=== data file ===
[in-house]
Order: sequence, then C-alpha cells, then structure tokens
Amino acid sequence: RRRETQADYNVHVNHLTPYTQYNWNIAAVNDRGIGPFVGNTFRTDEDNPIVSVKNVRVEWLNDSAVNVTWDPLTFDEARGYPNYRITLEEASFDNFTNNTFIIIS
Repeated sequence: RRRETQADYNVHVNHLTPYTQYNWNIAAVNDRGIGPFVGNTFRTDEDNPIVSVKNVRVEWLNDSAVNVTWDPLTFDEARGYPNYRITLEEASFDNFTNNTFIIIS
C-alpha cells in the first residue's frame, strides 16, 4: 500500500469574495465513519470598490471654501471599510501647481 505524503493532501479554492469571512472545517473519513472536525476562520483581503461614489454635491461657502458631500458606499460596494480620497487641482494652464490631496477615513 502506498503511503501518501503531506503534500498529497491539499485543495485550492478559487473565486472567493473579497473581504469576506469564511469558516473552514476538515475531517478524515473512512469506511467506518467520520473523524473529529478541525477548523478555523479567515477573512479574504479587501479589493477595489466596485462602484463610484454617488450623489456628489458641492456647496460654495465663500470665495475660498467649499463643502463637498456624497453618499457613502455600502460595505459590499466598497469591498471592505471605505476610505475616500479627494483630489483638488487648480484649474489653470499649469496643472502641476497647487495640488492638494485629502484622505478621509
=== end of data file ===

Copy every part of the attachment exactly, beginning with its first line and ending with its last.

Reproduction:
[in-house]
Order: sequence, then C-alpha cells, then structure tokens
Amino acid sequence: RRRETQADYNVHVNHLTPYTQYNWNIAAVNDRGIGPFVGNTFRTDEDNPIVSVKNVRVEWLNDSAVNVTWDPLTFDEARGYPNYRITLEEASFDNFTNNTFIIIS
Repeated sequence: RRRETQADYNVHVNHLTPYTQYNWNIAAVNDRGIGPFVGNTFRTDEDNPIVSVKNVRVEWLNDSAVNVTWDPLTFDEARGYPNYRITLEEASFDNFTNNTFIIIS
C-alpha cells in the first residue's frame, strides 16, 4: 500500500469574495465513519470598490471654501471599510501647481 505524503493532501479554492469571512472545517473519513472536525476562520483581503461614489454635491461657502458631500458606499460596494480620497487641482494652464490631496477615513 502506498503511503501518501503531506503534500498529497491539499485543495485550492478559487473565486472567493473579497473581504469576506469564511469558516473552514476538515475531517478524515473512512469506511467506518467520520473523524473529529478541525477548523478555523479567515477573512479574504479587501479589493477595489466596485462602484463610484454617488450623489456628489458641492456647496460654495465663500470665495475660498467649499463643502463637498456624497453618499457613502455600502460595505459590499466598497469591498471592505471605505476610505475616500479627494483630489483638488487648480484649474489653470499649469496643472502641476497647487495640488492638494485629502484622505478621509